Desolation Angels

Failure never sounded so good.

"When I get my hands on some money/ I'll kiss its green skin/ and I'll ask its dirty face/ 'Where the hell have you been?' " ("Failure").

So who ever thought that the SWANS' Michael Gira didn't have a sense of humor, however black? The ironic title of the latest reissue of SWANS material draws attention to the dichotomy between artistic success and commercial obscurity in our ultra-consumerist society, and Gira has known plenty of both.

Various Failures 1988-1992, a sprawling double-CD set, collects more than two hours worth of material from the SWANS' most fertile musical period and makes a very strong case for their being the most underrated rock band of their time. With the addition of Gira's artistic collaborator and (now ex) real-life partner Jarboe to the fold, the SWANS metamorphose here from the ugly martial noise ducklings they started out as into a vehicle that fully lives up to their moniker. The all-consuming music here is a singular combination of gothic melancholy wedded to a musical hybrid of folk and Wagnerian bombast, as on the stunning "Miracle of Love" and the epic "The Golden Boy That Was Swallowed By The Sea."

Jarboe's emotive, operatic cover of Joy Division's classic "Love Will Tear Us Apart" (RealAudio excerpt) is the work of a true diva -- as opposed to the emotionally bankrupt posturings of twits like Celine Dion -- while her cover of Nick Drake's "Black-Eyed Dog" showcases a more feral side. And Gira's best tracks -- from the aforementioned "Failure" (RealAudio excerpt), a desolate ballad that recalls the inspired work of his contemporary, Nick Cave, to the wistful, acoustic "The Child's Right" and "Please Remember Me," by the SWANS sideline project World of Skin -- show him to be a multifaceted, sensitive singer-songwriter whose media reputation as a mere industrial barbarian couldn't be more at odds with the aural evidence.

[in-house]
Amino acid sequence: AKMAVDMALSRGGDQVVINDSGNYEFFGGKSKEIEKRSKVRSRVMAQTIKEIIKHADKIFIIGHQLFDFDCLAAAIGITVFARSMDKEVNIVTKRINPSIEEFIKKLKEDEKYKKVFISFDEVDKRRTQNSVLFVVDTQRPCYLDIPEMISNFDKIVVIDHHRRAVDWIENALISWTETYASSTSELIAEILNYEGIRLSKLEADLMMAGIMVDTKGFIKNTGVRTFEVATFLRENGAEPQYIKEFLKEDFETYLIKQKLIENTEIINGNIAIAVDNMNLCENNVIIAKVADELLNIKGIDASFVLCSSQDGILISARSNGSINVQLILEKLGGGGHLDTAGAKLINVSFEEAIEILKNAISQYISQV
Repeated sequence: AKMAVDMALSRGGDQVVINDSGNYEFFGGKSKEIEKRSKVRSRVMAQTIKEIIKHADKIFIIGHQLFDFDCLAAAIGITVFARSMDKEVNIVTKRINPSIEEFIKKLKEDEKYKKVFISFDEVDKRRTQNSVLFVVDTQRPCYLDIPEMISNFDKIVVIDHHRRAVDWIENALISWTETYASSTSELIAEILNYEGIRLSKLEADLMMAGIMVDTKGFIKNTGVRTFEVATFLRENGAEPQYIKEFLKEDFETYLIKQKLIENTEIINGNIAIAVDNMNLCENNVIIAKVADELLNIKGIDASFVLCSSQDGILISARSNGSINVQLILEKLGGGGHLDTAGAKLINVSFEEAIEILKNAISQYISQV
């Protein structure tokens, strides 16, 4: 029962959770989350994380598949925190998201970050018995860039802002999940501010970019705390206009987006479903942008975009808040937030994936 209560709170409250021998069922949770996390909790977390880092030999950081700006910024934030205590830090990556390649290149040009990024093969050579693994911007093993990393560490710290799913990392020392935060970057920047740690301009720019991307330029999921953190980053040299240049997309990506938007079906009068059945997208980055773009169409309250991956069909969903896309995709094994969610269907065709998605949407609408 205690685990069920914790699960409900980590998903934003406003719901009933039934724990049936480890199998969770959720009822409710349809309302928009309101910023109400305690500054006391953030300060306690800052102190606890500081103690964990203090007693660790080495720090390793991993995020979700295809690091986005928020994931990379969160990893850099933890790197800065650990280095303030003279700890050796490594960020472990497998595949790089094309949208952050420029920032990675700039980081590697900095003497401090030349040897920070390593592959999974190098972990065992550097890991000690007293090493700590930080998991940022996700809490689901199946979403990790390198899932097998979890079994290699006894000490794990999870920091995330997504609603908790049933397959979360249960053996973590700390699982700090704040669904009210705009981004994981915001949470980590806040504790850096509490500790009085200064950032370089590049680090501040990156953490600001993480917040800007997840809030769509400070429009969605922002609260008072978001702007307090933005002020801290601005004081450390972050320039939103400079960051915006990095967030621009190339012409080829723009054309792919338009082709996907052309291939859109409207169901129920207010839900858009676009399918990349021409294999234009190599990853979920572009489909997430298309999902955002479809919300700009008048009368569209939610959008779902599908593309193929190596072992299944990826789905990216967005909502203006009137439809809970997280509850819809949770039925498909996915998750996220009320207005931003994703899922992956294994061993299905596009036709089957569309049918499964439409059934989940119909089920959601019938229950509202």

It was that reputation that led Gira to finally dissolve SWANS after 15 years and form a new outfit, Angels of Light, in hopes of a revised critical reading. On New Mother (dedicated to the departed Jarboe), the subject matter remains dark, but the music has a new, ethereal quality: tracks like the gorgeous, lilting "Praise Your Name" (RealAudio excerpt) showcase Gira's emergence as a more emotive vocalist, leaving behind his narcotically icy SWANS baritone for a more risky, emotionally fragile mid-range, cushioned here by a "dah-da-da-da-dah" chorus. The title track belies the influence of one of Gira's idols, Leonard Cohen, while "Song For My Father" (RealAudio excerpt) is a poignant autobiographical expression of bittersweet regret, the singer's voice cracking with emotion at the song's end. The overall proceedings find Angels of Light (featuring, among others, current-and-ex members of Ministry, Cop Shoot Cop, and Ultra Vivid Scene) constructing a new form of symphonic mountain music, using layers of electric and acoustic instruments including banjo, mountain dulcimer, mellotron and mandolin. Shimmering, chiming and transcendent, the groundbreaking New Mother rates among the best of 1999.